100 m lower than the last photo and gearing up for the final ascent. We stayed on the snow for most of the ascent but were very careful to stay well to the climber’s left for fear of a possible cornice on the right.

Mike hits the jets as the summit is finally within striking distance.

Kicking the final steps up!

A spectacular view of Bow Lake bracketed by Bow Peak (left) and the Dolomites (right) from the summit. The fledgling Bow River winds its way down the valley far below.

Brianne and I on top.

Mike’s turn for the “hero” pose.

A sea of peaks to the northwest above Bow Lake. Some notables (from left to right): Crowfoot Mountain, Mount Thompson, Mount Jimmy Simpson, Cauldron Peak, Mount Forbes (distant), Mount Patterson, Howse Peak, White Pyramid and Mount Chephren.

Massive Mount Forbes (left) and the many peaks of Mount Lyell (right) above the distant Lyell Icefield.

Crux basking in the summit sun.

Icefields panorama featuring Hector Lake (left) and Bow Lake (right). Click to see larger.

Mount Balfour above Hector Lake. On its flanks, Turquoise Lake drains into Margaret Lake which drains into Hector Lake.

The steep icefall on the north face of Balfour.

A small tarn at the base of Noseeum Peak; the Dolomites (left), Watermelon Peak (center) and Mount Willingdon (right) in the distance.

Some notable Icefields Parkway peaks to the north. From left to right: White Pyramid, Mount Chephren, Mount Amery (distant), Cirque Peak (midground), Observation Peak (background), the Dolomites (foreground) and Mount Murchison.

Panorama to the south including Mount Hector (left), the peaks of the Louise group (center) and Mount Balfour over Hector Lake (right). Click to see larger.

Mike counting 11,000ers.

Skoki peaks beyond the Hector Icefall: the Wall of Jericho (center), Ptarmigan Peak (right), Pika Peak (righter) and Mount Richardson (far right).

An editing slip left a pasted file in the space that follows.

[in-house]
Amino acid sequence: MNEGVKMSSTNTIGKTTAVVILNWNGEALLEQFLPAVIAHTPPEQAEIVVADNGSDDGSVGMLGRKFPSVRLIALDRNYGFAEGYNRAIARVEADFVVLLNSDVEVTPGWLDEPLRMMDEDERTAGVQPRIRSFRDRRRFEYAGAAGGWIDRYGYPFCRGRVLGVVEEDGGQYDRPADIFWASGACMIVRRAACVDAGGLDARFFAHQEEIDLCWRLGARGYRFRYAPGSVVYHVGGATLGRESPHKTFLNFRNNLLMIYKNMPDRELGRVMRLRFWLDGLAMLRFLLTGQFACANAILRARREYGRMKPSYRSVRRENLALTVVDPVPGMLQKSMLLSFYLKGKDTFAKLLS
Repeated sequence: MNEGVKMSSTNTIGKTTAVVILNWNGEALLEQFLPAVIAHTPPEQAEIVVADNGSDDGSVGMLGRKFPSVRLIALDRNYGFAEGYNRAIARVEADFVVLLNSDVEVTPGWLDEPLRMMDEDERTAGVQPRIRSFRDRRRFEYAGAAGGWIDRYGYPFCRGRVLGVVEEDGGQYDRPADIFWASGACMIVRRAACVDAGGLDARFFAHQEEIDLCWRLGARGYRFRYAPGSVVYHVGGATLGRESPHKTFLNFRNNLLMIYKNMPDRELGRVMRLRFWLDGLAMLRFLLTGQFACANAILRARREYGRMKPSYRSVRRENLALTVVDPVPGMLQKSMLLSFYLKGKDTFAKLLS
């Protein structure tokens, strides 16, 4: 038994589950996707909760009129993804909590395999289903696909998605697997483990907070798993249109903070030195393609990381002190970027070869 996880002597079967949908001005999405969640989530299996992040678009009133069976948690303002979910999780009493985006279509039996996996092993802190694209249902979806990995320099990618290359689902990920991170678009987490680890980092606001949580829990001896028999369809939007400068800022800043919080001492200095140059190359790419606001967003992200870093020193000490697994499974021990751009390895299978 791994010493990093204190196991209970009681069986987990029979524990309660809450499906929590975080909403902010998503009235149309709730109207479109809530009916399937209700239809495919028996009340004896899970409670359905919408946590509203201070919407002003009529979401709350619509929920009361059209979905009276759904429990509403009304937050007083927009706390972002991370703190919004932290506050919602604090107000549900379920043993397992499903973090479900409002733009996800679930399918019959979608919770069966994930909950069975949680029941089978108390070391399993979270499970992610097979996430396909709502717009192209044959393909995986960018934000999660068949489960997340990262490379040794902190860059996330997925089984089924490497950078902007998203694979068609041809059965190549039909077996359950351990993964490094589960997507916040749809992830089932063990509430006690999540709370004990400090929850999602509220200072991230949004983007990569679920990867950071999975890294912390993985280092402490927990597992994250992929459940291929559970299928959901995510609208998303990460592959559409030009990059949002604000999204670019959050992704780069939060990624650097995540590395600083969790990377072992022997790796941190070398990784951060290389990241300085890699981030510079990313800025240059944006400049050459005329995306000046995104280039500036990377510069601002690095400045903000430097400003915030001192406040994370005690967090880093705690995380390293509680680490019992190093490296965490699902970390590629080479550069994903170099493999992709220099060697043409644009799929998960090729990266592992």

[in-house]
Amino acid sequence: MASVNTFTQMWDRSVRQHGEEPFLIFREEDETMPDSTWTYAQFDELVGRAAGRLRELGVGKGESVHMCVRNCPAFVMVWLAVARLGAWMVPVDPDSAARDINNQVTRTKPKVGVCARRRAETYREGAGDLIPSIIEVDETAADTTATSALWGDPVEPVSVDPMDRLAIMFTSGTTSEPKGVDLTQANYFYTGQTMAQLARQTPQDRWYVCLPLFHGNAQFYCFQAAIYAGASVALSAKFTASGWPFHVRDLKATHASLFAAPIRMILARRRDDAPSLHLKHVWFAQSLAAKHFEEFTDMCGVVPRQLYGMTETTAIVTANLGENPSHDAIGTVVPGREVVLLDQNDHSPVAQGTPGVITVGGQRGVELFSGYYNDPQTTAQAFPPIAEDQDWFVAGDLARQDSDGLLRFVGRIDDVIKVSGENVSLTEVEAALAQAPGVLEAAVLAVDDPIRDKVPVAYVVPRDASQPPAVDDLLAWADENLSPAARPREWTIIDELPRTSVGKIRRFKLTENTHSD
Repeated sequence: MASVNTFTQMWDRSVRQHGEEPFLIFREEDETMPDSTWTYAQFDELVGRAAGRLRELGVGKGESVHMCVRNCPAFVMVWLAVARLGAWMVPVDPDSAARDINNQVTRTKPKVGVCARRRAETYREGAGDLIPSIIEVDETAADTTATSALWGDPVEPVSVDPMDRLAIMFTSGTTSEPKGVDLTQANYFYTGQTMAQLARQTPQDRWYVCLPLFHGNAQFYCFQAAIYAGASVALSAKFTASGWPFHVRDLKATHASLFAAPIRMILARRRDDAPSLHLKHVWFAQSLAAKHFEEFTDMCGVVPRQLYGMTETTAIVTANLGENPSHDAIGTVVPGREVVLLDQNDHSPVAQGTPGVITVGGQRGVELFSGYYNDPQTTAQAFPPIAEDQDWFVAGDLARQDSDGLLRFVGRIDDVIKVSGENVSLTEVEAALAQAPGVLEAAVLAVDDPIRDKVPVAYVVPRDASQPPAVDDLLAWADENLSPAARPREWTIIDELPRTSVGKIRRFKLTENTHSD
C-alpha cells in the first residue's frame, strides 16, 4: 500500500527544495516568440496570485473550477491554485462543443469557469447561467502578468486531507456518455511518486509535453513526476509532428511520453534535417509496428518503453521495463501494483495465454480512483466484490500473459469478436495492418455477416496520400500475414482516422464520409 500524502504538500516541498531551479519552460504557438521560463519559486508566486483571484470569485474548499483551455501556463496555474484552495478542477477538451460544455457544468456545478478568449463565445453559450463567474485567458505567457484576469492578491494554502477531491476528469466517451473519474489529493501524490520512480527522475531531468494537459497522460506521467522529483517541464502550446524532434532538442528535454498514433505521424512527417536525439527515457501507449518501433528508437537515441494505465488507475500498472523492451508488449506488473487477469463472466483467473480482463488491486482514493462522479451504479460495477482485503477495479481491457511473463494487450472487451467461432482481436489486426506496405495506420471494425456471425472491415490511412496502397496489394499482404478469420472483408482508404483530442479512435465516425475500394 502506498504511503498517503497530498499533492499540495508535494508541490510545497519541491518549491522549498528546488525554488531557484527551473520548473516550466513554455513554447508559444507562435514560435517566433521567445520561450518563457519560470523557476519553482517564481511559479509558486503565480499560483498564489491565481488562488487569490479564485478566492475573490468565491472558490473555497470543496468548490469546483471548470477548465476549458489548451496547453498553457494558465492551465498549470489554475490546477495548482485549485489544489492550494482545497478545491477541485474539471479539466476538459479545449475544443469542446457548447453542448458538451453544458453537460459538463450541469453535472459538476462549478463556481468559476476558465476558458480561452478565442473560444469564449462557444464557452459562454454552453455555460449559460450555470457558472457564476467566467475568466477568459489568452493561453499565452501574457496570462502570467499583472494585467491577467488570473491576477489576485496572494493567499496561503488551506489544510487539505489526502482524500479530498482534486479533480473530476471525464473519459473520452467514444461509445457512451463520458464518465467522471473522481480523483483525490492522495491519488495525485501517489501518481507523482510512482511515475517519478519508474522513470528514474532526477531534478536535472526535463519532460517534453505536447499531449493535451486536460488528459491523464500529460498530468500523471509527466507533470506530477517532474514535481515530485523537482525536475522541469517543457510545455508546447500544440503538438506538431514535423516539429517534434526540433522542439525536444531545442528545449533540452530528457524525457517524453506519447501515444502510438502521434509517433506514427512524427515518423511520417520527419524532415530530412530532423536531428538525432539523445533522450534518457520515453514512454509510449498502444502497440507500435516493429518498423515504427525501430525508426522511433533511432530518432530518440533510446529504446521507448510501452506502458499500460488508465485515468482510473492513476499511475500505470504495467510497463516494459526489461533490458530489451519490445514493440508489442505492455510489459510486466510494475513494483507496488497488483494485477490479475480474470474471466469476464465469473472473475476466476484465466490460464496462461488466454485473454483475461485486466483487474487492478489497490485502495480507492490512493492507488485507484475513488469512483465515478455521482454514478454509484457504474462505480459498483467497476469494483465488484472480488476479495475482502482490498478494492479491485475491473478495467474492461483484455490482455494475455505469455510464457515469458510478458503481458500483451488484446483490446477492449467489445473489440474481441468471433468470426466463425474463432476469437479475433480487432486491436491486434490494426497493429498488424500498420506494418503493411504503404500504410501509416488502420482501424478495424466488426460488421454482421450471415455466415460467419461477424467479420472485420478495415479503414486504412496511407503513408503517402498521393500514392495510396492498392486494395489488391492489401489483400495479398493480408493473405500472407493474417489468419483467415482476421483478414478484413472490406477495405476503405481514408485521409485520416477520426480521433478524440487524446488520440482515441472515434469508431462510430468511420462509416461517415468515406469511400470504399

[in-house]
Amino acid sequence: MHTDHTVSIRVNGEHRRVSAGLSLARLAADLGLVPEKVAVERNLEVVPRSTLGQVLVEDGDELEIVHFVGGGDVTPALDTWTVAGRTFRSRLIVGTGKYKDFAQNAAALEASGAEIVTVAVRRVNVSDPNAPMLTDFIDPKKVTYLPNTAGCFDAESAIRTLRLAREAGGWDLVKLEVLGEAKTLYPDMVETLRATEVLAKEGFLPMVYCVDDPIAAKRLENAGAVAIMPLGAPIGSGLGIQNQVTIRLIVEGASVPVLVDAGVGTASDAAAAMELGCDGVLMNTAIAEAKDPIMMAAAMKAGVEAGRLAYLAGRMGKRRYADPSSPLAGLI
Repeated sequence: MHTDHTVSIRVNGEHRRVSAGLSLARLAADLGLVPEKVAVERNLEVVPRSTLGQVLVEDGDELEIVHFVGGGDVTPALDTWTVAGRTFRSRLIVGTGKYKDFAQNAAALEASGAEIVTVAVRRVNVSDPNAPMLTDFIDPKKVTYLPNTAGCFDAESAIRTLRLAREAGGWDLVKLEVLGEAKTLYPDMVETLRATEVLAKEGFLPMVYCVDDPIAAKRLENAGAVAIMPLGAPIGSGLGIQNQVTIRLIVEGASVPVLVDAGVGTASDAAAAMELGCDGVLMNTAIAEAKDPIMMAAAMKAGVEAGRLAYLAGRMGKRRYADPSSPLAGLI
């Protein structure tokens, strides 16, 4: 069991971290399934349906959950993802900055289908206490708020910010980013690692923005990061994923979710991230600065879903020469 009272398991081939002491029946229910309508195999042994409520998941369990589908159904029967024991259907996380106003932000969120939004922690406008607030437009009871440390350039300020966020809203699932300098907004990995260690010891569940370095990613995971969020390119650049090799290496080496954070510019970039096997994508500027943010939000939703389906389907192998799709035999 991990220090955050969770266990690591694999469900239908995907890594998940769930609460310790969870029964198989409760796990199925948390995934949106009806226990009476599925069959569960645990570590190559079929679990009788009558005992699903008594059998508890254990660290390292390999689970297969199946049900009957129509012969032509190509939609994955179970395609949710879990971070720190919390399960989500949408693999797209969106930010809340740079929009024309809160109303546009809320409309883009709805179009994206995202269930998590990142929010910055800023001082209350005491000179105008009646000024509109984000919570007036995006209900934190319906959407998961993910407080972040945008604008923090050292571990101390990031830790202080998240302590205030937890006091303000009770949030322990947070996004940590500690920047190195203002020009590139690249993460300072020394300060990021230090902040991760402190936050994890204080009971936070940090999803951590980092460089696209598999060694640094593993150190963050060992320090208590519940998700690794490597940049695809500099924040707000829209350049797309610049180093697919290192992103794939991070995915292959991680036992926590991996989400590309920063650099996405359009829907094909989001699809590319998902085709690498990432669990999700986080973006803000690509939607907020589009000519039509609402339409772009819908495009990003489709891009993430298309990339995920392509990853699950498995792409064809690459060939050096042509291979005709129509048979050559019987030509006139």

Telephoto of Mount Hector’s Snoopy-shaped summit block.

Telephoto of the Lake Louise group to the south. From left to right: Mount Temple, Mount Fairview, Haddo Peak, Mount Aberdeen, Mount St. Piran, Deltaform Mountain, Neptuak Mountain, Mount Niblock, Mount Lefroy, Mount Hungabee and Mount Victoria.

A really cool angle of the Louise giants Lefroy, Hungabee and Victoria.

Sun illuminating the glacier on Cathedral Mountain (right) while the massive Goodsirs are in the shade (left).

Mounts Bident, Quadra, Babel and Temple dwarf Saddle Mountain and Mount Fairview.

Panorama of the more remote peaks to the north beyond the Andromache Glacier. The “unnamed peak” which we ascended earlier is visible on the far right as is a collapsed cornice which we were able to stay well away from. Click to see larger.

Massive chunks of snow from the collapsed cornice.

More views into Skoki. From left to right: Mount Douglas, Mount St. Bride, Oyster Peak, Skoki Mountain and Fossil Mountain – site of one particularly good memory! ;)

Brianne and her peak-bagging baby.

One last couple summit shot before beginning the long journey back down.

Back on the “unnamed peak” looking at our tracks to and from the true summit.

Ice axes out for the steep descent of the upper slopes of “unnamed”.

Glissade time! Once we passed through some rocks which were poking through the steepest upper part of the snow slope, we let loose!

Crux, Mike and Brianne in various stages of an exhilarating glissade down “unnamed”.

Evening sun as we hike back out the open basin below Hector Pass.

After some creativity, we got Crux back down the ledges near the waterfalls. From this point on, it’s an easy walk out!

Rainbow in the waterfall.

Andromache turned out to be a little long for our poor peak-bagging puppy so we bought him a treat at Wendy’s to make it up to him. ;)